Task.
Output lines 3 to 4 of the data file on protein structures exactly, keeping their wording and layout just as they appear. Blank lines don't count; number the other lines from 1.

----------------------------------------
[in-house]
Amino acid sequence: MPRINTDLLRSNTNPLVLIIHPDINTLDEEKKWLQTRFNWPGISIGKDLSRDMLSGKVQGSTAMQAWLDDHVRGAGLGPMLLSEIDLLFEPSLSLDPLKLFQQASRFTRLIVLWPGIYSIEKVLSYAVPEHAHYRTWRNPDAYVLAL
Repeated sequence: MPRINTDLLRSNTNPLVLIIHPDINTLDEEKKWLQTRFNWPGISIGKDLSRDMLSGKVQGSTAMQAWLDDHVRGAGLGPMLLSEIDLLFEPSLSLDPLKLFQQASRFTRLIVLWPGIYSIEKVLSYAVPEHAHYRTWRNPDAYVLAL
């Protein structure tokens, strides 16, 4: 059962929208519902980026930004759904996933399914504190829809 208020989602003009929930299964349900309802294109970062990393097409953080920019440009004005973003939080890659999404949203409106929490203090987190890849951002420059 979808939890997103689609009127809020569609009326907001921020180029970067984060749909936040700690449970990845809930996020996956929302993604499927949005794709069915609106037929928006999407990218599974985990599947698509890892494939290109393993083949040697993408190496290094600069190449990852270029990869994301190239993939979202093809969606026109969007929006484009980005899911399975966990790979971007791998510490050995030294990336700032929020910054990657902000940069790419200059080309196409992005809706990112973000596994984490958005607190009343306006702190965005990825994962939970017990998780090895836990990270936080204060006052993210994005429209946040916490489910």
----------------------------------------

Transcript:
Repeated sequence: MPRINTDLLRSNTNPLVLIIHPDINTLDEEKKWLQTRFNWPGISIGKDLSRDMLSGKVQGSTAMQAWLDDHVRGAGLGPMLLSEIDLLFEPSLSLDPLKLFQQASRFTRLIVLWPGIYSIEKVLSYAVPEHAHYRTWRNPDAYVLAL
């Protein structure tokens, strides 16, 4: 059962929208519902980026930004759904996933399914504190829809 208020989602003009929930299964349900309802294109970062990393097409953080920019440009004005973003939080890659999404949203409106929490203090987190890849951002420059 979808939890997103689609009127809020569609009326907001921020180029970067984060749909936040700690449970990845809930996020996956929302993604499927949005794709069915609106037929928006999407990218599974985990599947698509890892494939290109393993083949040697993408190496290094600069190449990852270029990869994301190239993939979202093809969606026109969007929006484009980005899911399975966990790979971007791998510490050995030294990336700032929020910054990657902000940069790419200059080309196409992005809706990112973000596994984490958005607190009343306006702190965005990825994962939970017990998780090895836990990270936080204060006052993210994005429209946040916490489910």